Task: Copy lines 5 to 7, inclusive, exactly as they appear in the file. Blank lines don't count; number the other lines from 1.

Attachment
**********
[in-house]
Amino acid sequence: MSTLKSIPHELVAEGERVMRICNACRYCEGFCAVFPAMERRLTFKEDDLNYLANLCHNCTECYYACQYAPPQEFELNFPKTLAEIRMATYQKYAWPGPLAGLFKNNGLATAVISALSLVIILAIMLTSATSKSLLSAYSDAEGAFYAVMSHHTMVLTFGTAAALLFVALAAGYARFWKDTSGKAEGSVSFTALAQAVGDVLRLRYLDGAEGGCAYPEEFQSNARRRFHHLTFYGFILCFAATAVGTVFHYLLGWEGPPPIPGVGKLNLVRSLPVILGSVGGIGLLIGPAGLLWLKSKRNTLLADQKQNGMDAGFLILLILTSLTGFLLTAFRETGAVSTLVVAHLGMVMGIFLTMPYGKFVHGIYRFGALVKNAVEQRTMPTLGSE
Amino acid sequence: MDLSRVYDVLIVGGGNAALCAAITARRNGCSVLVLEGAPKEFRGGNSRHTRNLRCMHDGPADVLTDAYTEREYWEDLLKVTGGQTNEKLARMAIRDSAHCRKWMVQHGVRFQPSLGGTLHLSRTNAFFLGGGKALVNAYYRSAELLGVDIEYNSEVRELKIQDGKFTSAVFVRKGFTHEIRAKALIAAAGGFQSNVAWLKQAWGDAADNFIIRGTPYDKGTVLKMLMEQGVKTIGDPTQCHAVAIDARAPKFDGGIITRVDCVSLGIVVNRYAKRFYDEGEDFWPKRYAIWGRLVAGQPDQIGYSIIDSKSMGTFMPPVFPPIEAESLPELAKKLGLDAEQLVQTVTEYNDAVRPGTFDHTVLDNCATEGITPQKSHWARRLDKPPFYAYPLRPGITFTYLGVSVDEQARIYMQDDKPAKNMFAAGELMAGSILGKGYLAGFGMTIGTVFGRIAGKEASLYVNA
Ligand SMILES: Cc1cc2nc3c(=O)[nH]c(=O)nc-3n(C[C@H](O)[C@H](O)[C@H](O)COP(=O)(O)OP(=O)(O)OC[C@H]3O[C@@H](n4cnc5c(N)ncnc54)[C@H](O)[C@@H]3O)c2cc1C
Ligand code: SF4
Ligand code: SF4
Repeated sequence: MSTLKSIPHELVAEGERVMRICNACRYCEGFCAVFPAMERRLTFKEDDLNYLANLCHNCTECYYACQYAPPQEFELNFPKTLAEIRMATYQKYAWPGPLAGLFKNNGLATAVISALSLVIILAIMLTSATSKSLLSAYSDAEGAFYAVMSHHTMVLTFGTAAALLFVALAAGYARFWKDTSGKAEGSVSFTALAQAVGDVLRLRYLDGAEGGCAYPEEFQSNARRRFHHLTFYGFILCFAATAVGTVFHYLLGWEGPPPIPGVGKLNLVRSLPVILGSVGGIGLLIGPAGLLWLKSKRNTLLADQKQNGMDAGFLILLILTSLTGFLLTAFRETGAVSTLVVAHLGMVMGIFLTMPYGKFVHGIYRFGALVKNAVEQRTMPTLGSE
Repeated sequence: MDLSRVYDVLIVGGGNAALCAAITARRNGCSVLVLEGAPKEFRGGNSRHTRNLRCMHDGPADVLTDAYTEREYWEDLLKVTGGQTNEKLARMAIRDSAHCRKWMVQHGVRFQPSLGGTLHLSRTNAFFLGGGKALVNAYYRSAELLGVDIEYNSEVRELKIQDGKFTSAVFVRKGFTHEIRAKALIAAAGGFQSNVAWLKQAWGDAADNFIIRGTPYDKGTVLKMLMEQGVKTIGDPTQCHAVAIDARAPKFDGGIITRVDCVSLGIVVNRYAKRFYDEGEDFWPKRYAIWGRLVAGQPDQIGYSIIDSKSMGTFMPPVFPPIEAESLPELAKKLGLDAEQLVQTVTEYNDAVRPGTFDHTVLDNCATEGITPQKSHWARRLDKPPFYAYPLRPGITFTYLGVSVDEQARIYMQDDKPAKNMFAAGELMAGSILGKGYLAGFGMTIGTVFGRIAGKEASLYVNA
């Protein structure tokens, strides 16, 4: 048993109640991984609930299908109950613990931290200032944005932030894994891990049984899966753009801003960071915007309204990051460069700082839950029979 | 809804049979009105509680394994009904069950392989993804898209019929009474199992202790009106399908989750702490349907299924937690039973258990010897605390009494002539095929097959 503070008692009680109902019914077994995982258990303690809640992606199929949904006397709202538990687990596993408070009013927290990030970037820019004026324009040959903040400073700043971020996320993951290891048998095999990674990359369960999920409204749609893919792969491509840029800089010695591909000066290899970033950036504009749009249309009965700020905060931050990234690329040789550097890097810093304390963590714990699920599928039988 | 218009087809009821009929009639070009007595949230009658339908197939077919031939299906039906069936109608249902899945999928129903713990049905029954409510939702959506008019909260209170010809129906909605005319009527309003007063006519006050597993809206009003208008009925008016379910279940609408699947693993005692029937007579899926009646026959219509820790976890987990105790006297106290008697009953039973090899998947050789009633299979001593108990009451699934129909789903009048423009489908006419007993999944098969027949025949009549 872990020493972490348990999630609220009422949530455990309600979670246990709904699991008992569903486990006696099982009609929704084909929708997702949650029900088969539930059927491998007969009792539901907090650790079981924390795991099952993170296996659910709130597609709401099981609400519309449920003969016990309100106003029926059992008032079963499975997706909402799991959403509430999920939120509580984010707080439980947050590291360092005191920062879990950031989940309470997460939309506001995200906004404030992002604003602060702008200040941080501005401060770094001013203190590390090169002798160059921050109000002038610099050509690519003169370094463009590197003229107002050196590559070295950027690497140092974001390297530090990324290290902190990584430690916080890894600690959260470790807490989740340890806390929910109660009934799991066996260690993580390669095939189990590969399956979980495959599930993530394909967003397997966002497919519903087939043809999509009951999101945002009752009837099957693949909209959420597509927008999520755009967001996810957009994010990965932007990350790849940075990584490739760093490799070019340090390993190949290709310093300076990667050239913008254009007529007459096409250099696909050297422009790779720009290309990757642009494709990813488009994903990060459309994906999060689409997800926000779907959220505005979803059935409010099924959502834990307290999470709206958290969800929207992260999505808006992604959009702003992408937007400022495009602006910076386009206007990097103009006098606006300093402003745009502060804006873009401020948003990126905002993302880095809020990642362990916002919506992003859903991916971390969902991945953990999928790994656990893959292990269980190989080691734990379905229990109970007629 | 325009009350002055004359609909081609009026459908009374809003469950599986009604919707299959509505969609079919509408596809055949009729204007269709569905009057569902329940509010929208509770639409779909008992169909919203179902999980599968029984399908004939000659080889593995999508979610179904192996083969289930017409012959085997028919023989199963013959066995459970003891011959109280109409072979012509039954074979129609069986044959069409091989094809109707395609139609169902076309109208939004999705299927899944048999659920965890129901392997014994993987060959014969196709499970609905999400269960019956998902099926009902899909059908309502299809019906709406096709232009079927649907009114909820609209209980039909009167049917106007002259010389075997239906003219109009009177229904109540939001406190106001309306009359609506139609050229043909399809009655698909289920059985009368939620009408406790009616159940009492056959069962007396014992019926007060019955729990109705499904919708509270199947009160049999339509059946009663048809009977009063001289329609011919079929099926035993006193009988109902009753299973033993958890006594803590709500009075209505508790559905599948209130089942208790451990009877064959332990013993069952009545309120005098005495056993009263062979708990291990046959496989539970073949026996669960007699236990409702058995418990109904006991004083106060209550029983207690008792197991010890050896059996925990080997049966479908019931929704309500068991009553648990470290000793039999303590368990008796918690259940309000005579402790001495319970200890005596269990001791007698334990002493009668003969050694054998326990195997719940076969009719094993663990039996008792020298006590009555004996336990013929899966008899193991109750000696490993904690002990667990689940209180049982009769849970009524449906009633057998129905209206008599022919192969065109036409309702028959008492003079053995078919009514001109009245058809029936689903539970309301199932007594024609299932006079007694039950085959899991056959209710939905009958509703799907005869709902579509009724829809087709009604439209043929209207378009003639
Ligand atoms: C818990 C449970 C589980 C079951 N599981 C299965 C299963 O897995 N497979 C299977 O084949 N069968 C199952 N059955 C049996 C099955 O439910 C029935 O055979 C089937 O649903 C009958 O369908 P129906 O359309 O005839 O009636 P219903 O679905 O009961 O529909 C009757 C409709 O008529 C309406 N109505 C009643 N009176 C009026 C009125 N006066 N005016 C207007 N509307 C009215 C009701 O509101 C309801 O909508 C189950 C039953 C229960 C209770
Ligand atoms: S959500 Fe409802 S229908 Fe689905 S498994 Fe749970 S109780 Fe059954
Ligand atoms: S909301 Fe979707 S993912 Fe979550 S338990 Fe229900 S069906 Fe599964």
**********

Ligand code: SF4
Ligand code: SF4
Repeated sequence: MSTLKSIPHELVAEGERVMRICNACRYCEGFCAVFPAMERRLTFKEDDLNYLANLCHNCTECYYACQYAPPQEFELNFPKTLAEIRMATYQKYAWPGPLAGLFKNNGLATAVISALSLVIILAIMLTSATSKSLLSAYSDAEGAFYAVMSHHTMVLTFGTAAALLFVALAAGYARFWKDTSGKAEGSVSFTALAQAVGDVLRLRYLDGAEGGCAYPEEFQSNARRRFHHLTFYGFILCFAATAVGTVFHYLLGWEGPPPIPGVGKLNLVRSLPVILGSVGGIGLLIGPAGLLWLKSKRNTLLADQKQNGMDAGFLILLILTSLTGFLLTAFRETGAVSTLVVAHLGMVMGIFLTMPYGKFVHGIYRFGALVKNAVEQRTMPTLGSE